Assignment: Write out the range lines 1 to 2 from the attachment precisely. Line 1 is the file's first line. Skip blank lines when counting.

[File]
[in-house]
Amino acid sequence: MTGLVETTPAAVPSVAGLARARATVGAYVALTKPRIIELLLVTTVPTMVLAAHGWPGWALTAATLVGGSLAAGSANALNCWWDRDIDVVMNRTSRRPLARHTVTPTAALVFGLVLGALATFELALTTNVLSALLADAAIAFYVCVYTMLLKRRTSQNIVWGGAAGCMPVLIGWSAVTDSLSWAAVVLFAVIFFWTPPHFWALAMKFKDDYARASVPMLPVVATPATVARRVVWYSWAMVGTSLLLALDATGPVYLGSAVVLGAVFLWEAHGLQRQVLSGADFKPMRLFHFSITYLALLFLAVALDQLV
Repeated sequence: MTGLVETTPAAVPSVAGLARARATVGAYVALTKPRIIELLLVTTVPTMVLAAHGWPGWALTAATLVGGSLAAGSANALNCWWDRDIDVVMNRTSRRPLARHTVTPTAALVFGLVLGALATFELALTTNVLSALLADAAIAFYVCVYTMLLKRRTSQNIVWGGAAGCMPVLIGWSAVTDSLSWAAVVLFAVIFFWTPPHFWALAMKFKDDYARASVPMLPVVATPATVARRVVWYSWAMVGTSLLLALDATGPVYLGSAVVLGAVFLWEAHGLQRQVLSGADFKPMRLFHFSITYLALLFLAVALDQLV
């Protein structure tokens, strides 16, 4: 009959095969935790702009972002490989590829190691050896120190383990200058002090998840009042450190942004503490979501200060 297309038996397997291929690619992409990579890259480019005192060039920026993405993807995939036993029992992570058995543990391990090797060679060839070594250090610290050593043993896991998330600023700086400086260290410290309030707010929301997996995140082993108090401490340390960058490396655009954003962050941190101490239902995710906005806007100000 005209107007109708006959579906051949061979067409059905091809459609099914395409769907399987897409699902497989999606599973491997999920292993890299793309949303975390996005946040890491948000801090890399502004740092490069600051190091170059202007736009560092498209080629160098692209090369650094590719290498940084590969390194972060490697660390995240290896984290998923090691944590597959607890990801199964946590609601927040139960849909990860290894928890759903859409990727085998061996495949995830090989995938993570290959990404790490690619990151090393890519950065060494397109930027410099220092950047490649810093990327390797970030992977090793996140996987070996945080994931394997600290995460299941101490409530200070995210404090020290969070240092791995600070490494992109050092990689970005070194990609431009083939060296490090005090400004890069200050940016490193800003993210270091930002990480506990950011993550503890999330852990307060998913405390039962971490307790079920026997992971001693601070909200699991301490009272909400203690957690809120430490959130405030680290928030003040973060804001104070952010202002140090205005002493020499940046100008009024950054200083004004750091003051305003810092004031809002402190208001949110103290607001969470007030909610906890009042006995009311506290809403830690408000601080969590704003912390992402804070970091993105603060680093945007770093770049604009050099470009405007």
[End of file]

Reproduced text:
[in-house]
Amino acid sequence: MTGLVETTPAAVPSVAGLARARATVGAYVALTKPRIIELLLVTTVPTMVLAAHGWPGWALTAATLVGGSLAAGSANALNCWWDRDIDVVMNRTSRRPLARHTVTPTAALVFGLVLGALATFELALTTNVLSALLADAAIAFYVCVYTMLLKRRTSQNIVWGGAAGCMPVLIGWSAVTDSLSWAAVVLFAVIFFWTPPHFWALAMKFKDDYARASVPMLPVVATPATVARRVVWYSWAMVGTSLLLALDATGPVYLGSAVVLGAVFLWEAHGLQRQVLSGADFKPMRLFHFSITYLALLFLAVALDQLV